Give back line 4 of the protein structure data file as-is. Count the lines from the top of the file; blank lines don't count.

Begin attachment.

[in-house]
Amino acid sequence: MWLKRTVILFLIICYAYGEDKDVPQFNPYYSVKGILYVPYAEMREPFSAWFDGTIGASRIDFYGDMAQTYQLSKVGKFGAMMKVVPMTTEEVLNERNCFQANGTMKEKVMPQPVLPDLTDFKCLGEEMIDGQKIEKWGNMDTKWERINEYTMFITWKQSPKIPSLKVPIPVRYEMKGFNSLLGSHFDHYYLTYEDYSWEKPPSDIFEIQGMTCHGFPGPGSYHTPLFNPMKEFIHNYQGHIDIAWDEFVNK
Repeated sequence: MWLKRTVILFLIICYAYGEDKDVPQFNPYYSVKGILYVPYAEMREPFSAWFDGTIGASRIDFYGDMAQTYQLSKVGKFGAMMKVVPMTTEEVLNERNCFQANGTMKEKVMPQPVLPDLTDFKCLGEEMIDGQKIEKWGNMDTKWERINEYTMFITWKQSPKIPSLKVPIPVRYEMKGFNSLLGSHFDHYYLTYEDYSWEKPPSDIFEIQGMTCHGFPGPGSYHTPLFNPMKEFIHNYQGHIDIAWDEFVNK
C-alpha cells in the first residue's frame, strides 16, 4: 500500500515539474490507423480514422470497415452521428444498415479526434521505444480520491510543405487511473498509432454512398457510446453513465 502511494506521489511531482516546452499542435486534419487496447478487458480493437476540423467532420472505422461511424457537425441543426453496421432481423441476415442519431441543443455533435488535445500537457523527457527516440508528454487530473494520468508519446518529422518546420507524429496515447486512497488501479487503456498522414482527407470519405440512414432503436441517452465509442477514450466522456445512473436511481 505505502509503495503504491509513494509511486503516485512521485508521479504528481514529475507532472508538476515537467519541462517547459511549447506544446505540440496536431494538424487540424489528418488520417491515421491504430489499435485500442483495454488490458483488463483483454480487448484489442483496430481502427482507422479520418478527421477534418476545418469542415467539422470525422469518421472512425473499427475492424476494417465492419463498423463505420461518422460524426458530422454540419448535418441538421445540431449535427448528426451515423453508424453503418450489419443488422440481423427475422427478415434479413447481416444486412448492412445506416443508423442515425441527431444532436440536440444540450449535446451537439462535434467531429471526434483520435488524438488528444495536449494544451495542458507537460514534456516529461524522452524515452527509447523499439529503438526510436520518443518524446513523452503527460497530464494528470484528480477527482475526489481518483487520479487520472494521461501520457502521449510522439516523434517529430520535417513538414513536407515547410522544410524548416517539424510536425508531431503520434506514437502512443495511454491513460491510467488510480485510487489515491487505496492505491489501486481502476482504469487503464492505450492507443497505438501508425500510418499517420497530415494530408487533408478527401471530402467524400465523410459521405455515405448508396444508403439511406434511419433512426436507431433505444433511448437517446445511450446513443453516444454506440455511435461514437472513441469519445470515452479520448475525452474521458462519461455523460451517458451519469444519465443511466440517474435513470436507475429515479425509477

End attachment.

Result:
C-alpha cells in the first residue's frame, strides 16, 4: 500500500515539474490507423480514422470497415452521428444498415479526434521505444480520491510543405487511473498509432454512398457510446453513465 502511494506521489511531482516546452499542435486534419487496447478487458480493437476540423467532420472505422461511424457537425441543426453496421432481423441476415442519431441543443455533435488535445500537457523527457527516440508528454487530473494520468508519446518529422518546420507524429496515447486512497488501479487503456498522414482527407470519405440512414432503436441517452465509442477514450466522456445512473436511481 505505502509503495503504491509513494509511486503516485512521485508521479504528481514529475507532472508538476515537467519541462517547459511549447506544446505540440496536431494538424487540424489528418488520417491515421491504430489499435485500442483495454488490458483488463483483454480487448484489442483496430481502427482507422479520418478527421477534418476545418469542415467539422470525422469518421472512425473499427475492424476494417465492419463498423463505420461518422460524426458530422454540419448535418441538421445540431449535427448528426451515423453508424453503418450489419443488422440481423427475422427478415434479413447481416444486412448492412445506416443508423442515425441527431444532436440536440444540450449535446451537439462535434467531429471526434483520435488524438488528444495536449494544451495542458507537460514534456516529461524522452524515452527509447523499439529503438526510436520518443518524446513523452503527460497530464494528470484528480477527482475526489481518483487520479487520472494521461501520457502521449510522439516523434517529430520535417513538414513536407515547410522544410524548416517539424510536425508531431503520434506514437502512443495511454491513460491510467488510480485510487489515491487505496492505491489501486481502476482504469487503464492505450492507443497505438501508425500510418499517420497530415494530408487533408478527401471530402467524400465523410459521405455515405448508396444508403439511406434511419433512426436507431433505444433511448437517446445511450446513443453516444454506440455511435461514437472513441469519445470515452479520448475525452474521458462519461455523460451517458451519469444519465443511466440517474435513470436507475429515479425509477